Egypt's President Morsi invites public petitions for government help
While Egypt's government is locked in a power struggle, the people just want government to work for them. New President Mohammed Morsi has invited them to bring their concerns to the government -- and they have.
This never would have happened when Hosni Mubarak was president.
On Friday evening, a few dozen protesters gathered outside the gate of Kasr al-Ittihadiya, one of three presidential palaces in Cairo. It was a small demonstration by Egyptian standards.
On this street, next to the place where the ousted dictator used to conduct affairs, Egyptians knew they could be stopped just for walking down the sidewalk in a group of five or more people.
A large demonstration here would not have been tolerated.
Hundreds of riot police were lined up outside the palace. And they stood by, looking bored, as protesters sent a message to their new president.
“Mohammed Morsi was brought to power by the revolution,” said activist Mohammed Talaat. “He has an obligation to free thousands of protesters still in military custody. This should be his top priority.”
Talaat said he hoped the president is being honest when he says he is listening to the concerns of the people. They have no small amount of concern.
That was apparent on Saturday morning outside Abdeen Palace in downtown Cairo, another seat of government where President Morsi is expected to conduct official business. Outside one of the entrances, several dozen people gathered to submit personal petitions to the president himself.
Mahahten Abdel-Moneim Ibrahim came to Cairo from the Nile Delta town of Mansoura, a few hours drive away. She held a hand-written plea to President Morsi and waited for her turn to enter the palace and submit the petition to officials inside.
Ibrahim said her 34-year-old son got married almost a year ago. But he could not afford the rent and lost his apartment. Now, he is living at his parents’ home and he is desperate. The young man even threatened to kill himself out of shame, she said.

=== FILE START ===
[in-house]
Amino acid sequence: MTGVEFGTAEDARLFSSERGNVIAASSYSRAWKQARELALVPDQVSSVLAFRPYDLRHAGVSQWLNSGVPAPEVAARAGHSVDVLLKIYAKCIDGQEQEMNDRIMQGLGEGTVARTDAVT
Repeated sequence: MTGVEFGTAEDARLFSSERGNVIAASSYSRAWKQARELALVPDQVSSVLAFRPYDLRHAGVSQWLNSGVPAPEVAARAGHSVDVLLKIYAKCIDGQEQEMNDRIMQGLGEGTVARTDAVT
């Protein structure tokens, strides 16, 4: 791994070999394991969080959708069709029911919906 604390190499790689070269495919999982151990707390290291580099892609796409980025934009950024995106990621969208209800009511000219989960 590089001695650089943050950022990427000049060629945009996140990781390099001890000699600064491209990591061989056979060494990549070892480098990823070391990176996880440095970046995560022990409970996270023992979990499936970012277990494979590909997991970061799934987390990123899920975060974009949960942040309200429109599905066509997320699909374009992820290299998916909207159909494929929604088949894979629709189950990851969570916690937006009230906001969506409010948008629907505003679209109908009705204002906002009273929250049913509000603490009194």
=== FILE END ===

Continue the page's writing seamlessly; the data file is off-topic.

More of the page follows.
“Please, can the president help her son and daughter-in-law find a place to live?" she said.
When asked if she expected Morsi to fix things, Ibrahim said, “Sure, God willing.”
A young father named Walid Maher came to the palace with his pregnant wife and their disabled 3-year-old girl.
“I make $3 a day selling packets of tissues on the street in Cairo,” he said. “My daughter’s medical bills add up to about $30 a week.”
The toddler can’t talk or walk, he said, and she needs surgery that costs more than $30,000.
Maher said he came to ask Egypt’s president for a better job, or at least some housing assistance, just to get by.
Morsi is said to be locked in a power struggle with the powerful Egyptian military. But listening to people’s stories outside the palace offered a close-up view at the president’s biggest challenge: meeting the daily needs of millions of people living at the bottom of Egypt’s crippled economy.
The former leader with the Muslim Brotherhood has promised the Egyption public big things. He has vowed to deal with the following five priorities in his first 100 days: traffic, trash, security, food and fuel. On top of that, Morsi’s government opened up two public complaint offices.
Within five days, the offices received 10,000 petitions.
And they are still coming in, from Egyptians like 60-year-old Mohammed Abu-Zeid Shayhoun.
Standing outside Abdeen palace, Shayhoun said he is nearly blind and can no longer work. He lives with his wife and four kids in a one-room apartment in Cairo and he brings in a pension of about a $1 a day.
“I went to local officials to ask for assistance and they told me to go ‘ask the revolution,’ ” Shayhoun said. “It was us, the poor people, who made the revolution happen. If President Morsi doesn’t help us, we will have another revolution and we’ll get rid of him too.”
The ruling military council says it wants to hand over power to a civilian authority, but the generals still control most of the levers of political power in Egypt. Morsi is staking his political success on electoral politics. The question is, has he set himself up for failure by raising impossibly high expectations?
Mohamed El-Baltagy is a member of parliament and a senior official with the Muslim Brotherhood’s Freedom and Justice Party.
“No one leader can solve everyone’s problems,” Baltagy said, at the party’s headquarters in downtown Cairo. “But President Morsi takes these petitions from the public seriously.”
Baltagy says it's not the time or the place to be making demands of the new government, though.
"People will see the president is serious, when he starts to deliver on his promises," he said.
"PRI's "The World" is a one-hour, weekday radio news magazine offering a mix of news, features, interviews, and music from around the globe. "The World" is a co-production of the BBC World Service, PRI and WGBH Boston. More about The World.